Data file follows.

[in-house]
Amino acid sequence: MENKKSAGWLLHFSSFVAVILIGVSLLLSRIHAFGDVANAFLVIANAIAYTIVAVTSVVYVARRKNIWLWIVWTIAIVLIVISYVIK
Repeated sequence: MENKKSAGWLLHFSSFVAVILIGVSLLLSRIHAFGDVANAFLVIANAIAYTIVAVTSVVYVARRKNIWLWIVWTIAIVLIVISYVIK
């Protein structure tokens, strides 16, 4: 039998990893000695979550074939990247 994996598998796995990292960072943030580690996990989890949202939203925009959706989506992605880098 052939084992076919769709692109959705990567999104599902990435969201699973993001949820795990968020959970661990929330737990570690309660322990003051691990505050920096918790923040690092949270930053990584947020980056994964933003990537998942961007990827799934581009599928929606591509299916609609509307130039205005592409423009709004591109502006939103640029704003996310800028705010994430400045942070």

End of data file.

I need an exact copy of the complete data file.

[in-house]
Amino acid sequence: MENKKSAGWLLHFSSFVAVILIGVSLLLSRIHAFGDVANAFLVIANAIAYTIVAVTSVVYVARRKNIWLWIVWTIAIVLIVISYVIK
Repeated sequence: MENKKSAGWLLHFSSFVAVILIGVSLLLSRIHAFGDVANAFLVIANAIAYTIVAVTSVVYVARRKNIWLWIVWTIAIVLIVISYVIK
């Protein structure tokens, strides 16, 4: 039998990893000695979550074939990247 994996598998796995990292960072943030580690996990989890949202939203925009959706989506992605880098 052939084992076919769709692109959705990567999104599902990435969201699973993001949820795990968020959970661990929330737990570690309660322990003051691990505050920096918790923040690092949270930053990584947020980056994964933003990537998942961007990827799934581009599928929606591509299916609609509307130039205005592409423009709004591109502006939103640029704003996310800028705010994430400045942070």